Turns out there was no #6. A little over a year later, Carole and her husband came to my and Mr. Lunch's wedding.

Sometimes keeping a resolution is a good thing...

Jan 17, 2018

Opening and Closing

The other day I visited a doctor's office for a routine check. The office is located in the hospital. As I turn the car into the hospital grounds, I quickly come to a halt. A long line of cars is clogging the entrance. After a few minutes, I make it up to the door of the building that also happens to be the spot for valet parking. Normally I would continue on to the parking garage, but it was bitter cold and gray, and I was running late, so I decide to splurge and let the valet park the car.

When I'm done with my appointment, I wrap my scarf around my head, go outside to the valet station and pay, and rush back inside to wait for the valet to bring my car. The waiting area has two sets of sliding doors, with a space of about 10 feet separating the sets of sliding doors. I assume that it was designed that way to limit the amount of cold or hot air that would blast into the waiting area. However, on this day, both sets of doors are opening and closing every few seconds. I am really cold, but I need to stand near the doors in order to see my car when it pulls up.

A dark-haired man, who appears to be in his 30s, is standing in the space between the doors, slouched up against the wall in one of the corners. He's wearing jeans and a jacket and looks like he wants to be anywhere else. Two little kids, a boy and a girl about 3 or 4, run back and forth in that same space, laughing and banging into the walls. Every time they run, they cause both sets of doors to open and close.

These kids are making me cold. I hate cold. I get cold in October and stay cold until April. Every October Mike and I plot moving to warm weather and every April we decide to stay in the DC area. I'm wearing gloves, a warm fuzzy scarf big enough to wrap around my head and neck, and a down coat. Even decked out in all those warm clothes, I'm cold. Plus I hate wearing the scarf over my head. I get bed head when I do. Whatever pouf I can get out of a blow dryer in the morning is immediately ruined by wearing a scarf. Oh to have thick curly hair!

I step back away from the glass doors, but then I can't see the driveway, so I have no choice but to stand closer to the doors. I feel the wind sweep in, and every time a door opens I get a little more annoyed. I want these kids to stop. I want their father to use his common sense and common courtesy and bring his kids inside. How can he just stand there, barely paying attention, while his kids run around letting all the cold air into the building? Doesn't he feel the cold?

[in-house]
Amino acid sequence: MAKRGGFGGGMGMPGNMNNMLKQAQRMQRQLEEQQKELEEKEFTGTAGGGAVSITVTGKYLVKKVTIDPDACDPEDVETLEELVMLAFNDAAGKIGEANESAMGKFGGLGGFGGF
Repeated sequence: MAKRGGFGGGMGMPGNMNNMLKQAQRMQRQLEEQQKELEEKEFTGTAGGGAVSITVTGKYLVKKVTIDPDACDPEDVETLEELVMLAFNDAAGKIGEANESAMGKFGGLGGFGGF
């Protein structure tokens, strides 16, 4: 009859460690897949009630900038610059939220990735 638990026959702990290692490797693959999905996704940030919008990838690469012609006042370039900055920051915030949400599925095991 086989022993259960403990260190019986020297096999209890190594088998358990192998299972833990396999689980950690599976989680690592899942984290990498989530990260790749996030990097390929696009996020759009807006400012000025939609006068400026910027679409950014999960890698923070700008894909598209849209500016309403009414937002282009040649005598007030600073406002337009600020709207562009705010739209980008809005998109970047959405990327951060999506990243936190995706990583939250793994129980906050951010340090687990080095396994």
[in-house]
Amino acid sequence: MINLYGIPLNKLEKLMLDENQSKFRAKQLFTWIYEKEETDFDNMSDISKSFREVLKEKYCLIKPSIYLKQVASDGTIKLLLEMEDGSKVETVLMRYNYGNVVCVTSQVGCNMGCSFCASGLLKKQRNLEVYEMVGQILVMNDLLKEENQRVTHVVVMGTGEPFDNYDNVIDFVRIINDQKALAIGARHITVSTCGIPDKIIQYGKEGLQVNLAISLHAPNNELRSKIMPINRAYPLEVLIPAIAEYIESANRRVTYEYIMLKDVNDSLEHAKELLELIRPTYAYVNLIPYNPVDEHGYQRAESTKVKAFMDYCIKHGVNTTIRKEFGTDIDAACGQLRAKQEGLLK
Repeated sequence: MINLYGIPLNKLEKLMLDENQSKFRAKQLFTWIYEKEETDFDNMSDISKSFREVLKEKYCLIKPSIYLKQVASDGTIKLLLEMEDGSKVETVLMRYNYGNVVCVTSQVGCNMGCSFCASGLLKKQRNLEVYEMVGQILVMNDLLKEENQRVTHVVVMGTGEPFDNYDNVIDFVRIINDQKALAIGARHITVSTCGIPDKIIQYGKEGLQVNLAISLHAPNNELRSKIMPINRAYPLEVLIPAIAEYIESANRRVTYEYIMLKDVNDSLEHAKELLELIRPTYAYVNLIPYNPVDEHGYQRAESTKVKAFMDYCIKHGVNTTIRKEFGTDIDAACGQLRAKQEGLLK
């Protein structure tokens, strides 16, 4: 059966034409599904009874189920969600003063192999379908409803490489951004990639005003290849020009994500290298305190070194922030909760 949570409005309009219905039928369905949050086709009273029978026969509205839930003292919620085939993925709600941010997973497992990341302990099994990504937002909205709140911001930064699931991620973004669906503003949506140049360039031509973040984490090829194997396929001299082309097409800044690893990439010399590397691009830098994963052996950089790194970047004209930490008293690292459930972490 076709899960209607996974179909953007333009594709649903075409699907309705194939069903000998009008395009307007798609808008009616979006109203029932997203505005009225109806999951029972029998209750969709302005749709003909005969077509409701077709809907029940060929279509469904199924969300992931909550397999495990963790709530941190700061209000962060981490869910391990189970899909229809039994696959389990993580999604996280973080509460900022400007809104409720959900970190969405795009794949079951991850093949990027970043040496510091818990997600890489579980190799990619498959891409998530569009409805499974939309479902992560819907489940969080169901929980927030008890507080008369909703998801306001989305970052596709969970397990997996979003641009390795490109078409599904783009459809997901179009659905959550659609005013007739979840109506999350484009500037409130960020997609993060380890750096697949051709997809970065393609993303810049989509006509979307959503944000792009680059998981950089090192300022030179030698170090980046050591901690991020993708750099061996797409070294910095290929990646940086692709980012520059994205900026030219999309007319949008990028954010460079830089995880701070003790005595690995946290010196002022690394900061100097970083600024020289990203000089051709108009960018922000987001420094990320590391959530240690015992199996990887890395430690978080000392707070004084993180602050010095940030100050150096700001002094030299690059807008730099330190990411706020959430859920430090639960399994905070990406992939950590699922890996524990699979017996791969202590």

I wonder if he and the kids visited the hospital to see his wife and new baby. Maybe that's why the kids are so wild -- a new baby can do that. But he doesn't look excited. He's not looking at his phone. He's looking down at nothing.

Finally, I see the young man look up as his car arrives and he calls to his kids. Thank goodness they are leaving.

Just then I see a thin, worn, frail, young woman wearing a dark green coat that hangs off her body, get up from the seats and slowly make her way past me and through the doors. I hadn't noticed her sitting behind me. She has a silk scarf wrapped around her head and dark skin around her eyes. I can tell that there is no hair under that scarf. I think she has cancer.

The woman joins the man and their kids and walks slowly to the car that is waiting by the curb. I watch as the valet rushes to open the door for her. The father puts the kids in carseats in the backseat, while the valet puts on the seatbelt for the woman. He seems to recognize the woman. After a minute, the father gets in the car and they drive away.

The sliding glass doors stay closed and I am warm again, but my heart isn't. The man wasn't visiting the hospital to see his new baby. He was there with his wife for something not good. Was the treatment just too hard or did they get devastating news? Or maybe both.

Eventually I get home and take off my coat and gloves and scarf. Sure enough, my hair looks wacky,  full of dry winter static. I go upstairs and run a wet comb though it just to settle it down and then blow it dry. I stop and look in the mirror and my mind wanders back. My heart is doing well and she may be dying. My life is opening and hers is closing.